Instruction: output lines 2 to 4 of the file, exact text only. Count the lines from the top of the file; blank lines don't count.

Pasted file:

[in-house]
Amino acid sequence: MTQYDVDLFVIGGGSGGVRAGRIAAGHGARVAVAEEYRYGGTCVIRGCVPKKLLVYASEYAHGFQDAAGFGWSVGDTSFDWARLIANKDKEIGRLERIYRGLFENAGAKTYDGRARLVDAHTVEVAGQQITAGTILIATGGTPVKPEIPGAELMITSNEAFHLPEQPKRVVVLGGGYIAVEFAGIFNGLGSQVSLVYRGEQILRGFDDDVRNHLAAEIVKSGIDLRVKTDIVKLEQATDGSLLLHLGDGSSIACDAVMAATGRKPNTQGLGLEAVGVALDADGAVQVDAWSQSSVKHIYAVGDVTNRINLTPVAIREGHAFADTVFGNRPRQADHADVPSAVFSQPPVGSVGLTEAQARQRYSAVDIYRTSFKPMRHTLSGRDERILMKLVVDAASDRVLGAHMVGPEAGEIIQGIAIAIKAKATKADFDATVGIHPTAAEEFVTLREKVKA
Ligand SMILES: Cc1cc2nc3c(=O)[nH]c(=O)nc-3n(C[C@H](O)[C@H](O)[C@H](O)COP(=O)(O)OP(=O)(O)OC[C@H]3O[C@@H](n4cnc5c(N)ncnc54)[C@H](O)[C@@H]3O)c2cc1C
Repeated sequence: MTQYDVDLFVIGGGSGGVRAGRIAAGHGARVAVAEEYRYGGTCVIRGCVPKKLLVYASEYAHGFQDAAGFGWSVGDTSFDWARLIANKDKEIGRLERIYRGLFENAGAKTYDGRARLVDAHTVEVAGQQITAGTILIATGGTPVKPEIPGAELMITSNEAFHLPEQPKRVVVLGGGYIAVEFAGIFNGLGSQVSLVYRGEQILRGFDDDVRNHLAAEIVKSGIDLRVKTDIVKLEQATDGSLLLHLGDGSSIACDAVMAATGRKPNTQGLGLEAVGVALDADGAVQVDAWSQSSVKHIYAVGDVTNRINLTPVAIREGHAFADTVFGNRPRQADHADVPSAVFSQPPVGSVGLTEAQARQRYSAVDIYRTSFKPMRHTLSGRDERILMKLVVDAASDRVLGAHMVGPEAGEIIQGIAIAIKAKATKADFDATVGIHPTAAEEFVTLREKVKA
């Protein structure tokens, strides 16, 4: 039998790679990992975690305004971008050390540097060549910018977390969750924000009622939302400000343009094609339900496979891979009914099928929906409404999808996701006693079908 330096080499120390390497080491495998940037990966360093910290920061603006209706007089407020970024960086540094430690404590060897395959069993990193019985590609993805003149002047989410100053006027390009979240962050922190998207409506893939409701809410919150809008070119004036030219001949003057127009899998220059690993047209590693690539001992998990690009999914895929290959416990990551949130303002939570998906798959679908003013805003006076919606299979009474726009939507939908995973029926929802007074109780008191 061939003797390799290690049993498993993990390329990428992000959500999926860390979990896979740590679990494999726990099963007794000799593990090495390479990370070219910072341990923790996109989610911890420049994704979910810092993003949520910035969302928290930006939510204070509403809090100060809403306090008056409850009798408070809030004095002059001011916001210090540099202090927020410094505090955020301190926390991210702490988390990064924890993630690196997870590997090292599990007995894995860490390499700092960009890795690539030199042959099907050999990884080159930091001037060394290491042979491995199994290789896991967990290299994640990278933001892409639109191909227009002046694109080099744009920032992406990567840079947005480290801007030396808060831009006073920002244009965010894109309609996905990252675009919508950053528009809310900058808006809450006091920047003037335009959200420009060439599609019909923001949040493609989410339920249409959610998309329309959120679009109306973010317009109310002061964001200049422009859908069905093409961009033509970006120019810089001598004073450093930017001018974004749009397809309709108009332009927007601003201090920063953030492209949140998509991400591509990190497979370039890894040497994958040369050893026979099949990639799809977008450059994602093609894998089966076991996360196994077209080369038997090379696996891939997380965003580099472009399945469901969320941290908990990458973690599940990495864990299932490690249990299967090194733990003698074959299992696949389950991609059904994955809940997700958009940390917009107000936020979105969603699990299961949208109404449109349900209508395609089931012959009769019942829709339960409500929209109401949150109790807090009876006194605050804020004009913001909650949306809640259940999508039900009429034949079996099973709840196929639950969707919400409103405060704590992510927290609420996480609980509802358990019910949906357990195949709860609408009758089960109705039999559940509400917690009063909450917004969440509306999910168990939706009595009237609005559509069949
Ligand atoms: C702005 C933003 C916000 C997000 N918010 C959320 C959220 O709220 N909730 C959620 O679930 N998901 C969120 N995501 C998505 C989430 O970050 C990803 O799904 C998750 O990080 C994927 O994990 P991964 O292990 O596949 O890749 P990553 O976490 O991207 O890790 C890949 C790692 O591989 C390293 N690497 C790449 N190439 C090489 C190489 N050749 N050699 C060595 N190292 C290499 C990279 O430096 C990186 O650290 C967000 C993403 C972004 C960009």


Amino acid sequence: MTQYDVDLFVIGGGSGGVRAGRIAAGHGARVAVAEEYRYGGTCVIRGCVPKKLLVYASEYAHGFQDAAGFGWSVGDTSFDWARLIANKDKEIGRLERIYRGLFENAGAKTYDGRARLVDAHTVEVAGQQITAGTILIATGGTPVKPEIPGAELMITSNEAFHLPEQPKRVVVLGGGYIAVEFAGIFNGLGSQVSLVYRGEQILRGFDDDVRNHLAAEIVKSGIDLRVKTDIVKLEQATDGSLLLHLGDGSSIACDAVMAATGRKPNTQGLGLEAVGVALDADGAVQVDAWSQSSVKHIYAVGDVTNRINLTPVAIREGHAFADTVFGNRPRQADHADVPSAVFSQPPVGSVGLTEAQARQRYSAVDIYRTSFKPMRHTLSGRDERILMKLVVDAASDRVLGAHMVGPEAGEIIQGIAIAIKAKATKADFDATVGIHPTAAEEFVTLREKVKA
Ligand SMILES: Cc1cc2nc3c(=O)[nH]c(=O)nc-3n(C[C@H](O)[C@H](O)[C@H](O)COP(=O)(O)OP(=O)(O)OC[C@H]3O[C@@H](n4cnc5c(N)ncnc54)[C@H](O)[C@@H]3O)c2cc1C
Repeated sequence: MTQYDVDLFVIGGGSGGVRAGRIAAGHGARVAVAEEYRYGGTCVIRGCVPKKLLVYASEYAHGFQDAAGFGWSVGDTSFDWARLIANKDKEIGRLERIYRGLFENAGAKTYDGRARLVDAHTVEVAGQQITAGTILIATGGTPVKPEIPGAELMITSNEAFHLPEQPKRVVVLGGGYIAVEFAGIFNGLGSQVSLVYRGEQILRGFDDDVRNHLAAEIVKSGIDLRVKTDIVKLEQATDGSLLLHLGDGSSIACDAVMAATGRKPNTQGLGLEAVGVALDADGAVQVDAWSQSSVKHIYAVGDVTNRINLTPVAIREGHAFADTVFGNRPRQADHADVPSAVFSQPPVGSVGLTEAQARQRYSAVDIYRTSFKPMRHTLSGRDERILMKLVVDAASDRVLGAHMVGPEAGEIIQGIAIAIKAKATKADFDATVGIHPTAAEEFVTLREKVKA